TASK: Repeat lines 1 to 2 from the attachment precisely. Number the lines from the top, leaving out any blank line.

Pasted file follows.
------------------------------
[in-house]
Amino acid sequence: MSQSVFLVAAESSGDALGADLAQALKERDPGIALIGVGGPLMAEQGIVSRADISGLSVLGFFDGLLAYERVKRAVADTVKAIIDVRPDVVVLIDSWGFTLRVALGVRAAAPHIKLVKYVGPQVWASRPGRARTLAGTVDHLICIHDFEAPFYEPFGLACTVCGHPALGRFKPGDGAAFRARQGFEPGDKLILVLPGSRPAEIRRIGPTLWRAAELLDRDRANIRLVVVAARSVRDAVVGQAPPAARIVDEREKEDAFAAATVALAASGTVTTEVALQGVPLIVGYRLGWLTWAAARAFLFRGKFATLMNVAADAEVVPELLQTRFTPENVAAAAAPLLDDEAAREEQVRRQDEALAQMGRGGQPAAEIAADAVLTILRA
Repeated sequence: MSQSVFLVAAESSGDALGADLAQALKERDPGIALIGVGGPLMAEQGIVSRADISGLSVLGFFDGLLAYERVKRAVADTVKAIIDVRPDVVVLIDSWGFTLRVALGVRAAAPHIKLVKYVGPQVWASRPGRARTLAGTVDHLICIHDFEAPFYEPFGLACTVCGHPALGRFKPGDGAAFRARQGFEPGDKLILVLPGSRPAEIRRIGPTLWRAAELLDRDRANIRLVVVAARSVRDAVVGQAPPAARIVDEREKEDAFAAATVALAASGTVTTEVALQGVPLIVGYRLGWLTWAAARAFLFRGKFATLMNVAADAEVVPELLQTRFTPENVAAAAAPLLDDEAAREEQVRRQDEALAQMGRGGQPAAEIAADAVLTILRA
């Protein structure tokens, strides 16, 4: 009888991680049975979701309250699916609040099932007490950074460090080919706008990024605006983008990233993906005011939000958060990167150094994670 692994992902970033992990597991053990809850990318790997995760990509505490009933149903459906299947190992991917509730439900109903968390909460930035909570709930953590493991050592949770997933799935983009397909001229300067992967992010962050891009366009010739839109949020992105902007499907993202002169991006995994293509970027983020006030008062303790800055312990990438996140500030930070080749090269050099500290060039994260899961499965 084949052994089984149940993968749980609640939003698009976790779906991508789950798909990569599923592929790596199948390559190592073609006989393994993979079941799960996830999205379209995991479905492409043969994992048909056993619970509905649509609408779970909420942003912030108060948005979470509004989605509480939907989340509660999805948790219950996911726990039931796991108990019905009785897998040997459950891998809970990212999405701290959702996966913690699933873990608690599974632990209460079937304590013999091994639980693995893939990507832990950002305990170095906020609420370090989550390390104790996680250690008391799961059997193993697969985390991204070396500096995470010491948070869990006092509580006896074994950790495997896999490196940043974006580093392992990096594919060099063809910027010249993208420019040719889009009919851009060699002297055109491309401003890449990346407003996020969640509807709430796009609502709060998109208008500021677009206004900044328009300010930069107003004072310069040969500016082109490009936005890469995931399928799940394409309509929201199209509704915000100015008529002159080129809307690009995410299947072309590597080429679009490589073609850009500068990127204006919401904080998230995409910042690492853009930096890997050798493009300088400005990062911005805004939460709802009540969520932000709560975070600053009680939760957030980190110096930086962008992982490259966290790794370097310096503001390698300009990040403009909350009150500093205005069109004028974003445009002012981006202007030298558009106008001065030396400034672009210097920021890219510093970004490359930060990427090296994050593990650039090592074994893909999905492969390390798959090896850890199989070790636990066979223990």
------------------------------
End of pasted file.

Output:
[in-house]
Amino acid sequence: MSQSVFLVAAESSGDALGADLAQALKERDPGIALIGVGGPLMAEQGIVSRADISGLSVLGFFDGLLAYERVKRAVADTVKAIIDVRPDVVVLIDSWGFTLRVALGVRAAAPHIKLVKYVGPQVWASRPGRARTLAGTVDHLICIHDFEAPFYEPFGLACTVCGHPALGRFKPGDGAAFRARQGFEPGDKLILVLPGSRPAEIRRIGPTLWRAAELLDRDRANIRLVVVAARSVRDAVVGQAPPAARIVDEREKEDAFAAATVALAASGTVTTEVALQGVPLIVGYRLGWLTWAAARAFLFRGKFATLMNVAADAEVVPELLQTRFTPENVAAAAAPLLDDEAAREEQVRRQDEALAQMGRGGQPAAEIAADAVLTILRA